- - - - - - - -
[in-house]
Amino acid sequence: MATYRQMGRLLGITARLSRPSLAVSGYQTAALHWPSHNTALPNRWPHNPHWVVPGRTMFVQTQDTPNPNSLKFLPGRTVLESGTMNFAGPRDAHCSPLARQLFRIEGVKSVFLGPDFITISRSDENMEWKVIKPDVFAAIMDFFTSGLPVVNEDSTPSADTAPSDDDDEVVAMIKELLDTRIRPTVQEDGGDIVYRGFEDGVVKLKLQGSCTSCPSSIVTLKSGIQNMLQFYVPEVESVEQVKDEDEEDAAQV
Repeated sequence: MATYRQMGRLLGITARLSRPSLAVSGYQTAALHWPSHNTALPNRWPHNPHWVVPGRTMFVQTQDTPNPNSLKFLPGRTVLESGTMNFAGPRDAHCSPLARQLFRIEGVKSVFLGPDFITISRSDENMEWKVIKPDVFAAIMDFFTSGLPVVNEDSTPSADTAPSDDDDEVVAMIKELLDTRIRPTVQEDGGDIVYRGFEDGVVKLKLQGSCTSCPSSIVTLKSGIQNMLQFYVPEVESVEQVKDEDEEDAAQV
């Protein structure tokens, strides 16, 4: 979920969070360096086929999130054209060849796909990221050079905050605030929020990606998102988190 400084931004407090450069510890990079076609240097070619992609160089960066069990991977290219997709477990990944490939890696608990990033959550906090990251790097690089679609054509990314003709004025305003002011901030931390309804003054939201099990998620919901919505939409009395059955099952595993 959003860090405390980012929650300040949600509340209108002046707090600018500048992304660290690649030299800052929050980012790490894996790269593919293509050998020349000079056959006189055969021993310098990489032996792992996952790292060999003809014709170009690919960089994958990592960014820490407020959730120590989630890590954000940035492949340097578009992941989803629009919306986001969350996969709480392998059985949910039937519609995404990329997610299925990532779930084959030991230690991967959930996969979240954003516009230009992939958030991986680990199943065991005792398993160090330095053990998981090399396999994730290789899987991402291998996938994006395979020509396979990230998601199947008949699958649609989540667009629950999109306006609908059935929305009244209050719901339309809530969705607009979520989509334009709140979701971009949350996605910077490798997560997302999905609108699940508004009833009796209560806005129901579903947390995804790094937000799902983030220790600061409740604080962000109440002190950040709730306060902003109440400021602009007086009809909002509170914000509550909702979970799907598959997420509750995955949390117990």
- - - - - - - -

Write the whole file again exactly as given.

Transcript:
[in-house]
Amino acid sequence: MATYRQMGRLLGITARLSRPSLAVSGYQTAALHWPSHNTALPNRWPHNPHWVVPGRTMFVQTQDTPNPNSLKFLPGRTVLESGTMNFAGPRDAHCSPLARQLFRIEGVKSVFLGPDFITISRSDENMEWKVIKPDVFAAIMDFFTSGLPVVNEDSTPSADTAPSDDDDEVVAMIKELLDTRIRPTVQEDGGDIVYRGFEDGVVKLKLQGSCTSCPSSIVTLKSGIQNMLQFYVPEVESVEQVKDEDEEDAAQV
Repeated sequence: MATYRQMGRLLGITARLSRPSLAVSGYQTAALHWPSHNTALPNRWPHNPHWVVPGRTMFVQTQDTPNPNSLKFLPGRTVLESGTMNFAGPRDAHCSPLARQLFRIEGVKSVFLGPDFITISRSDENMEWKVIKPDVFAAIMDFFTSGLPVVNEDSTPSADTAPSDDDDEVVAMIKELLDTRIRPTVQEDGGDIVYRGFEDGVVKLKLQGSCTSCPSSIVTLKSGIQNMLQFYVPEVESVEQVKDEDEEDAAQV
């Protein structure tokens, strides 16, 4: 979920969070360096086929999130054209060849796909990221050079905050605030929020990606998102988190 400084931004407090450069510890990079076609240097070619992609160089960066069990991977290219997709477990990944490939890696608990990033959550906090990251790097690089679609054509990314003709004025305003002011901030931390309804003054939201099990998620919901919505939409009395059955099952595993 959003860090405390980012929650300040949600509340209108002046707090600018500048992304660290690649030299800052929050980012790490894996790269593919293509050998020349000079056959006189055969021993310098990489032996792992996952790292060999003809014709170009690919960089994958990592960014820490407020959730120590989630890590954000940035492949340097578009992941989803629009919306986001969350996969709480392998059985949910039937519609995404990329997610299925990532779930084959030991230690991967959930996969979240954003516009230009992939958030991986680990199943065991005792398993160090330095053990998981090399396999994730290789899987991402291998996938994006395979020509396979990230998601199947008949699958649609989540667009629950999109306006609908059935929305009244209050719901339309809530969705607009979520989509334009709140979701971009949350996605910077490798997560997302999905609108699940508004009833009796209560806005129901579903947390995804790094937000799902983030220790600061409740604080962000109440002190950040709730306060902003109440400021602009007086009809909002509170914000509550909702979970799907598959997420509750995955949390117990």